Often, a great set and spectacular costumes simply make the performers look dull, as happened with Opera Australia's My Fair Lady, but not so in this case. A beautifully modern set, clearly a product of 21st century mentality, served as a symbolic gesture to this early 20th century story, complementing the costumes beautifully; and the cast earned every part of it.
As always, accents are a problem with this story. Accents are a difficult thing in theatre, and Shaw does no one any favours by writing a play that is absolutely centred on accent. Jessica Brent's Lisson Grove dialect was acceptable, and her recieved pronunciation was appropriately awkward. Other characters, however, had no excuse for sounding stilted. The production, nonetheless, survives its slowness, the pathos of Shaw's characters shining through in the second act just as it should, and the awkwardness of Shaw's ending was deftly handled.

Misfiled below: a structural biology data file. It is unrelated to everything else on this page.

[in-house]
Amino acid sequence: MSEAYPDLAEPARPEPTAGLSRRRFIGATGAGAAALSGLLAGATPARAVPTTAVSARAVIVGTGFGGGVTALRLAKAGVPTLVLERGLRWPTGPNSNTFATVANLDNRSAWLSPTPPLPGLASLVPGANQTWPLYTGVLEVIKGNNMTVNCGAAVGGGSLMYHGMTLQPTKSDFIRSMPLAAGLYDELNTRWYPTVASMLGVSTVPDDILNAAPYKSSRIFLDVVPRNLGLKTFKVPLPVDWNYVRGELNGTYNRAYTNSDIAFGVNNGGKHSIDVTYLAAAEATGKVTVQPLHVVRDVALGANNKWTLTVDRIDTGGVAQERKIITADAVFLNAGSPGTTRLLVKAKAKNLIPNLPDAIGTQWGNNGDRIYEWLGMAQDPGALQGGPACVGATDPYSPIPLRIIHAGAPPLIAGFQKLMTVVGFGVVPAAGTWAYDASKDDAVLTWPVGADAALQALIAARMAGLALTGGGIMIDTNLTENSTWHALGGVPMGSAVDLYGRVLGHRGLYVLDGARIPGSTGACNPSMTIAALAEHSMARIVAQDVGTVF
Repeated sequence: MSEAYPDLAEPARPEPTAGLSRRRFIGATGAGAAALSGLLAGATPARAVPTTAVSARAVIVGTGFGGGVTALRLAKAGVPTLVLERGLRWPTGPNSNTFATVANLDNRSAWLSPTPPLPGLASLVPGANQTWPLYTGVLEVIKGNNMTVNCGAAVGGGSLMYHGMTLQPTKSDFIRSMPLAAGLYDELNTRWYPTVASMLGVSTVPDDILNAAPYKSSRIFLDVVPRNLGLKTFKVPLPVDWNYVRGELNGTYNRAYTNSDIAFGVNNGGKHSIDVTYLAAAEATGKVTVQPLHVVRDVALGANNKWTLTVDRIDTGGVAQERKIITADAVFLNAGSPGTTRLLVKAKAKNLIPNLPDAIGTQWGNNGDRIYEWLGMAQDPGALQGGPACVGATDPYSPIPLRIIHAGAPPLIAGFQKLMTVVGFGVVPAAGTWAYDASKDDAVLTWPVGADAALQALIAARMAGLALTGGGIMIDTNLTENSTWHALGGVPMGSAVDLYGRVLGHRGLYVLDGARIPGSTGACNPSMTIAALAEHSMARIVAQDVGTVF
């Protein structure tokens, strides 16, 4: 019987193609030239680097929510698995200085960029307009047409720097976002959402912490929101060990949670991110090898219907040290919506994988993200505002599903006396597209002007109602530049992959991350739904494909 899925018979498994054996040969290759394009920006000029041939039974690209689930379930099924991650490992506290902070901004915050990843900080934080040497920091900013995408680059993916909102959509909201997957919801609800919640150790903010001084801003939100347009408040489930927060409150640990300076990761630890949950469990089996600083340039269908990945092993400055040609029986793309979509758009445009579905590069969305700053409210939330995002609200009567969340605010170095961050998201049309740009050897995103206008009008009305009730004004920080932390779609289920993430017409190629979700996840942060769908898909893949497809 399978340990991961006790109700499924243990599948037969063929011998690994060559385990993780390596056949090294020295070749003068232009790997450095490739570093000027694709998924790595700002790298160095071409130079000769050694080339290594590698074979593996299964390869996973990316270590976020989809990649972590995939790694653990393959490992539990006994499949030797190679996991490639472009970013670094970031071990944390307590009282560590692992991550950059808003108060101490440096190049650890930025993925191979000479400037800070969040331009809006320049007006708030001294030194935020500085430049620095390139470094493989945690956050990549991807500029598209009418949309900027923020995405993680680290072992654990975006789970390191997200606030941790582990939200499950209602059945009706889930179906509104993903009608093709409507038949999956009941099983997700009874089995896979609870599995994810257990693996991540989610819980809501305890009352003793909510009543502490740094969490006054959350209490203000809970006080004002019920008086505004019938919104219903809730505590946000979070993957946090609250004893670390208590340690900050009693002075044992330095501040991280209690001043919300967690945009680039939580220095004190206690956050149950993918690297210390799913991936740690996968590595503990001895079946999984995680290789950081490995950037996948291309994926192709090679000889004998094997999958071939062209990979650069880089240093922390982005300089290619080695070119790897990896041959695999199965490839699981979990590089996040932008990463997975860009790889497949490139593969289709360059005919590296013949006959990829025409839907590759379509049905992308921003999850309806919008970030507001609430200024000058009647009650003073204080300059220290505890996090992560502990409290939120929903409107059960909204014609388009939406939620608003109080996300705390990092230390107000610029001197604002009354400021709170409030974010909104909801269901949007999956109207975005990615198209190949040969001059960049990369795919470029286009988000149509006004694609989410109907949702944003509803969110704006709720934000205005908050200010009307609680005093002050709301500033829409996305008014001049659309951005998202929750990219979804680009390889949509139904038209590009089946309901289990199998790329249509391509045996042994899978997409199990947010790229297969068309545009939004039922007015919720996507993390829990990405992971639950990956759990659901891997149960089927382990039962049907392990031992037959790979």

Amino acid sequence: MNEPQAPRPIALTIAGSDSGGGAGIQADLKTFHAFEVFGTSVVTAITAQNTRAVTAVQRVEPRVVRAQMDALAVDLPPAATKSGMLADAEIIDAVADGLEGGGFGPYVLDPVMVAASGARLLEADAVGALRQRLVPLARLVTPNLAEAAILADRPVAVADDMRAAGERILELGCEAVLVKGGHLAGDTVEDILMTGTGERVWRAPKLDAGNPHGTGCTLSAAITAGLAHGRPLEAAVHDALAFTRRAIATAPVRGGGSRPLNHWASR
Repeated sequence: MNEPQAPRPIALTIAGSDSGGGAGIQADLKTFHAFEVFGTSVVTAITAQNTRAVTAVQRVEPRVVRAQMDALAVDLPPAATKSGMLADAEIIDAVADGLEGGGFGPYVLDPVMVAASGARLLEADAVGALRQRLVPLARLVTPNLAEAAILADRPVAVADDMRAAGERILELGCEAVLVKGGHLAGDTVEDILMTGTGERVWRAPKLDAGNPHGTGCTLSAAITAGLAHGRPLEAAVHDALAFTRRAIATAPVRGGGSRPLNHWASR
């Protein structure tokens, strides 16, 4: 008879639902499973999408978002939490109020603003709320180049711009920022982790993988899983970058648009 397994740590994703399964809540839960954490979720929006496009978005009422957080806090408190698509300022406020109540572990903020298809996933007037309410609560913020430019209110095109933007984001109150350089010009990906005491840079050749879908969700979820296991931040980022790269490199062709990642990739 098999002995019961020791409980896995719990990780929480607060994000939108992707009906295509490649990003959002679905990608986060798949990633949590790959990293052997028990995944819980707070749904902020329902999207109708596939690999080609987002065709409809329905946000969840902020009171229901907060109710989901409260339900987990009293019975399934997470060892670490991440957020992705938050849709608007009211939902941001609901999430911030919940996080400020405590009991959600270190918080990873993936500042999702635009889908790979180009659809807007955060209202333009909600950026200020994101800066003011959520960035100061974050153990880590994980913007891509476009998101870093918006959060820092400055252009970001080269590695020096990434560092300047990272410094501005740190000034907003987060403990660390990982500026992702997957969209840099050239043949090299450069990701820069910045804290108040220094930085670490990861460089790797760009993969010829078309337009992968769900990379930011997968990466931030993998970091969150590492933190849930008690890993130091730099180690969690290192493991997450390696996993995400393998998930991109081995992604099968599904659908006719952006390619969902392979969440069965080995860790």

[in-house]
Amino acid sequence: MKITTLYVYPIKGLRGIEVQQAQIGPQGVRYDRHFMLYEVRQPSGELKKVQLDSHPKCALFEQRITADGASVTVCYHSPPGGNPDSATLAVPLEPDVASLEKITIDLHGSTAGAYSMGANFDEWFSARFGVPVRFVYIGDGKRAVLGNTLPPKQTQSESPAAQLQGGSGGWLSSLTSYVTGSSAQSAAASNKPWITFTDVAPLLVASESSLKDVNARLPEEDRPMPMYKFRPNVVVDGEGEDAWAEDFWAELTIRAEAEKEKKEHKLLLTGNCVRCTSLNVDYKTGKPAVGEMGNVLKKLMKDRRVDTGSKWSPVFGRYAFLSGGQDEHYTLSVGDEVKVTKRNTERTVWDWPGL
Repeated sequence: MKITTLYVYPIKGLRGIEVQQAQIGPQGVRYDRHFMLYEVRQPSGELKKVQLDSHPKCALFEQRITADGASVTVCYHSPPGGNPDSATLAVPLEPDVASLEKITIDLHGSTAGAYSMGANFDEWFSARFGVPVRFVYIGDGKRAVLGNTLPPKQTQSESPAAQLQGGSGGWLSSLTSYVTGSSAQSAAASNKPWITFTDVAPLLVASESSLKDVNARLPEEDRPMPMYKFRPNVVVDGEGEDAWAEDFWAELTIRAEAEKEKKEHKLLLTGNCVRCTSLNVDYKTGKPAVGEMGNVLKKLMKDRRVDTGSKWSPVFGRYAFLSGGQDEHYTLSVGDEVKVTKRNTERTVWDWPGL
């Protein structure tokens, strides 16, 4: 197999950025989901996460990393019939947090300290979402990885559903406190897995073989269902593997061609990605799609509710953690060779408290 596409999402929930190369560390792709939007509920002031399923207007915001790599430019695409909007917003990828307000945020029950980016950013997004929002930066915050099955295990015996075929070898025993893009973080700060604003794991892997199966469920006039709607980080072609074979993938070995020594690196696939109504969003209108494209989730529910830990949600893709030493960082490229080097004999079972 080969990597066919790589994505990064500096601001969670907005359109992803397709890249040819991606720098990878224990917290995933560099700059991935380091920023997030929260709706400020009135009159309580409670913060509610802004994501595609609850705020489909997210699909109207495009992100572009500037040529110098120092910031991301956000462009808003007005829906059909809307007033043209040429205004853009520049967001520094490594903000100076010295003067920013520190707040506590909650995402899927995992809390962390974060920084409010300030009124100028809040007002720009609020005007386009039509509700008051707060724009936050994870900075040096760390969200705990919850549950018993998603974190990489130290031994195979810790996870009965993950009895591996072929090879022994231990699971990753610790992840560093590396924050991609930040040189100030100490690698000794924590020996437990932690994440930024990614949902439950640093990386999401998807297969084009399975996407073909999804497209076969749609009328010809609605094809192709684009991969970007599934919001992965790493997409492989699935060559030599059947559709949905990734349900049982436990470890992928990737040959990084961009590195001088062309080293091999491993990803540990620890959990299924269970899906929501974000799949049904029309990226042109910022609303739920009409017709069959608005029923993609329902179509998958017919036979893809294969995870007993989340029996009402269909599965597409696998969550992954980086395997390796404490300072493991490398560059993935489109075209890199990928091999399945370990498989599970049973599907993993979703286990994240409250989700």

I really liked this production. Maybe I was just relieved that the cast had taken the time to understand the characters, unlike the cast of My Fair Lady. It was slow, but didn't drag. It was awkward, but even that was appropriate. In all, a great show.